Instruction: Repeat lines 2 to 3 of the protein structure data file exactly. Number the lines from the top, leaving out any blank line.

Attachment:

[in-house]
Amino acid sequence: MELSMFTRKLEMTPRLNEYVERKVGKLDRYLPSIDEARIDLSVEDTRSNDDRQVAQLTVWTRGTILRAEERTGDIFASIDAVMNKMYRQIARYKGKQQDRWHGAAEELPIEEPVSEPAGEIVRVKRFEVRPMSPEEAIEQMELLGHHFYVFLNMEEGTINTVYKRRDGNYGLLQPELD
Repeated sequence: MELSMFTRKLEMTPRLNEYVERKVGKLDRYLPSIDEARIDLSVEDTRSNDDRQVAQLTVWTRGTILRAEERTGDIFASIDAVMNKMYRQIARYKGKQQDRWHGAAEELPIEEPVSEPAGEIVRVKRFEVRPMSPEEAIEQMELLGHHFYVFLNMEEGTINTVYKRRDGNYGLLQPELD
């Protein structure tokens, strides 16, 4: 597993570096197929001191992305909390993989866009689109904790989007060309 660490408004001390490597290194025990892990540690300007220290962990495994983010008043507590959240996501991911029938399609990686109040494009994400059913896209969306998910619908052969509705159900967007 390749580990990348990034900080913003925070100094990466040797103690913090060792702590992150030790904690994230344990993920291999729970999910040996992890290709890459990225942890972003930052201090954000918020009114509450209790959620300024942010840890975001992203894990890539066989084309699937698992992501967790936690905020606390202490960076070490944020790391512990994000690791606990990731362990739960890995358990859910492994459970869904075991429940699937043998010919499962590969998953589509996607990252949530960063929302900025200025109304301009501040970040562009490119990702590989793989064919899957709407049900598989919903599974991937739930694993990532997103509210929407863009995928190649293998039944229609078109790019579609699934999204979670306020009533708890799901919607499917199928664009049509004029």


Amino acid sequence: MELSMFTRKLEMTPRLNEYVERKVGKLDRYLPSIDEARIDLSVEDTRSNDDRQVAQLTVWTRGTILRAEERTGDIFASIDAVMNKMYRQIARYKGKQQDRWHGAAEELPIEEPVSEPAGEIVRVKRFEVRPMSPEEAIEQMELLGHHFYVFLNMEEGTINTVYKRRDGNYGLLQPELD
Repeated sequence: MELSMFTRKLEMTPRLNEYVERKVGKLDRYLPSIDEARIDLSVEDTRSNDDRQVAQLTVWTRGTILRAEERTGDIFASIDAVMNKMYRQIARYKGKQQDRWHGAAEELPIEEPVSEPAGEIVRVKRFEVRPMSPEEAIEQMELLGHHFYVFLNMEEGTINTVYKRRDGNYGLLQPELD